I’ve been mulling over a question for a few days about how we choose which MMOs to play. What draws us to one game world over another, how some attributes are more important to each of us than others. I’m going to be writing more about it towards the end of the week, but I wanted to share a bit of a prelude today.
You see, today I finally added my name to the list of people who have deleted their Googe+ account. I’d grown weary and tired of the constant non-arguments about why they want to prevent pseudonymity. A ZDNet article made it fairly clear – Google+ is an identity service first and a social network second. Now things make sense. I don’t need another identity management service, so I nuked my account.
I can already hear you wondering “But Gaz, what does this have to do with MMOs or gaming at all?”
An MMO at its most basic is a single player role playing game with a multiplayer chatbox. Slightly more advanced games invoke more social network features – friends lists, guilds and so on. Games developers realised early on is that it doesn’t matter how gamers identify themselves to each other that matters – it’s what they experience while playing the game that’s important.
There’s also the feeling of character, of a place having a vibe or a soul to it. Game worlds are able to create that vibe and wrap it around us as we explore. It hooks us in, encouraging us to come back and rediscover that vibe. Each MMO is different – Rift has a different feel to Warcraft, which has a different feel to Lord of the Rings Online and so on. Log in to any of a hundred different worlds and you’ll get a range of different feelings.
Contrast this with Google. Simple, plain and utilitarian. If Google made an MMO it’d be the most finely balanced and responsive game you’ll ever play. It’d be flawless in it’s design and construction. It would also be utterly bland and boring to play. There would be no soul, no hidden smiles. Just tones of white and off-white, with four-colour icon highlights in a few minor locations.
Don’t get me wrong – I think Google products are great. I use Gmail daily, while this very article was drafted in Google Docs. I have an Android phone and Chrome is my default browser. You could even say I like their stuff. But while I’m passionate about gaming, about new releases and about the experiences gaming has shared with me, the same cannot be said of anything from Google.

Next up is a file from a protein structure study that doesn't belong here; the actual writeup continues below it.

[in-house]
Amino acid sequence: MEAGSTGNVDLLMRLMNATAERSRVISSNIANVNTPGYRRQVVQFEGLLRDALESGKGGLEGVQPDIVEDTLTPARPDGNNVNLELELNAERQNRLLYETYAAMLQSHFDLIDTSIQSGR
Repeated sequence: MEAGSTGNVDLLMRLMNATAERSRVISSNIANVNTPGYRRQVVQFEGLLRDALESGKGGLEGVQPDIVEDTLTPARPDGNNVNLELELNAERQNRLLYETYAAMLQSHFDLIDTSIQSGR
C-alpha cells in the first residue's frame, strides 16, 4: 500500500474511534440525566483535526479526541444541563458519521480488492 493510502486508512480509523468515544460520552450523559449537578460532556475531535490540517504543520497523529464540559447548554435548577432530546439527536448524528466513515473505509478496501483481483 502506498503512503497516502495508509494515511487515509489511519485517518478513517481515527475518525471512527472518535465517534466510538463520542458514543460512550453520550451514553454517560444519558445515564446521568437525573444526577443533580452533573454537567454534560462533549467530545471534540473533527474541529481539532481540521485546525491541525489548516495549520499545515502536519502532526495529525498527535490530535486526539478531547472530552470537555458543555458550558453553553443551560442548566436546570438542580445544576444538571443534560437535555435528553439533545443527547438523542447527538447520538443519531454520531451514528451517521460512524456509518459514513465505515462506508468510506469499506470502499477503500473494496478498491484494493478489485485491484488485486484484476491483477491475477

Why do game developers have more success than Google in creating passion in the players? Ultimately I think it’s that Google just doesn’t get people. I’m not saying that game developers get it right all the time, but they do tend to have a stronger relationship with their fans. It’s that very relationship that will keep gamers playing an MMO long after Google+ has been closed up.
6 thoughts on “Google Cannot Make Good MMOs”
For me, what draws me to one MMO over another is the IP its based on. It generally has to be a world I’m already somewhat invested in. I think I could enjoy a game based on a new IP but I would be more hesitant to try it out until it had been live for several months.
I think as it stands today, Google would have a tough time making an MMO. But it’s a bit of a straw man argument because it’s like asking, “Can Blizzard make a great app ecosystem?” Obviously not – they don’t have talent in that area.
However … if Google wanted to get into the games business, I think they COULD do it – they’re a hotbed of innovation (don’t listen to the Apple fanbois – Apple is anything but innovative, they’re just better at catering to the commercial market). It’s somewhat of a moot point though as there’s no real incentive for Google to get into the gaming market.
I think that’s where I missed my point – I don’t think Google could make a good MMO even if they wanted to, because they don’t have the culture to understand people. Look at Wave and Buzz – it’s just not in their DNA.
Innovation is one thing. Being able to innovate in a way that’s meaningful to players is something else. It’s something Google struggle with, and I don’t see it changing.
Now that’s what was with the Twitter questions XD
You pose some interesting points here while making for a thought provoking read. I really agree that each world has it’s feel. The feeling is what’s important. That’s what can’t always be simulated on paper, unlike mechanics etc.
Oh, the Twitter questions were for something else that I’m working on at the moment. I’m hoping to have it up within a day or so. Although I have a feeling that this will create even more questions 🙂